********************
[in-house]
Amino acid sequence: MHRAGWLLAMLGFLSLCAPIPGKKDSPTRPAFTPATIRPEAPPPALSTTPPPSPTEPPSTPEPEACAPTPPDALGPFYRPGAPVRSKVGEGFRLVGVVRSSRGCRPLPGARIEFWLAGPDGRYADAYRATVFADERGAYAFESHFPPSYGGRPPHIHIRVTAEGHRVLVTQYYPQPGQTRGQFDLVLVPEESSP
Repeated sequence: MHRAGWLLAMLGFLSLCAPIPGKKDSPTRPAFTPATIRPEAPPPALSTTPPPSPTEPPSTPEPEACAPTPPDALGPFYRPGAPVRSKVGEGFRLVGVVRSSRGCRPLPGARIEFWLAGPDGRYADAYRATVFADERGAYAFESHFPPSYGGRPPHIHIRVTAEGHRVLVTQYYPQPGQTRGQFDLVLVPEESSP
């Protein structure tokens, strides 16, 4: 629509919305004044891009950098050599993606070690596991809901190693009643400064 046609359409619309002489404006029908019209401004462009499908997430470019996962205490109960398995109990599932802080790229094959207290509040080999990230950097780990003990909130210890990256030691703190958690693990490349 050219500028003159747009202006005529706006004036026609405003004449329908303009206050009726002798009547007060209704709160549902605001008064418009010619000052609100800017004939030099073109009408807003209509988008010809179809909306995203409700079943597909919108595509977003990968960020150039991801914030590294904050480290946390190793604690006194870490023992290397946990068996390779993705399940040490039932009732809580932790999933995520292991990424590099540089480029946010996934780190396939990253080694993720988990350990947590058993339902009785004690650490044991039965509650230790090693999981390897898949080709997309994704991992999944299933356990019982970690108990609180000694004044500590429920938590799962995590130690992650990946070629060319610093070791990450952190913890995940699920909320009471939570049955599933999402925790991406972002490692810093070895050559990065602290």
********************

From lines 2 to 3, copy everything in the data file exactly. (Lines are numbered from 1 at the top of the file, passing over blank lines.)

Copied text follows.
Amino acid sequence: MHRAGWLLAMLGFLSLCAPIPGKKDSPTRPAFTPATIRPEAPPPALSTTPPPSPTEPPSTPEPEACAPTPPDALGPFYRPGAPVRSKVGEGFRLVGVVRSSRGCRPLPGARIEFWLAGPDGRYADAYRATVFADERGAYAFESHFPPSYGGRPPHIHIRVTAEGHRVLVTQYYPQPGQTRGQFDLVLVPEESSP
Repeated sequence: MHRAGWLLAMLGFLSLCAPIPGKKDSPTRPAFTPATIRPEAPPPALSTTPPPSPTEPPSTPEPEACAPTPPDALGPFYRPGAPVRSKVGEGFRLVGVVRSSRGCRPLPGARIEFWLAGPDGRYADAYRATVFADERGAYAFESHFPPSYGGRPPHIHIRVTAEGHRVLVTQYYPQPGQTRGQFDLVLVPEESSP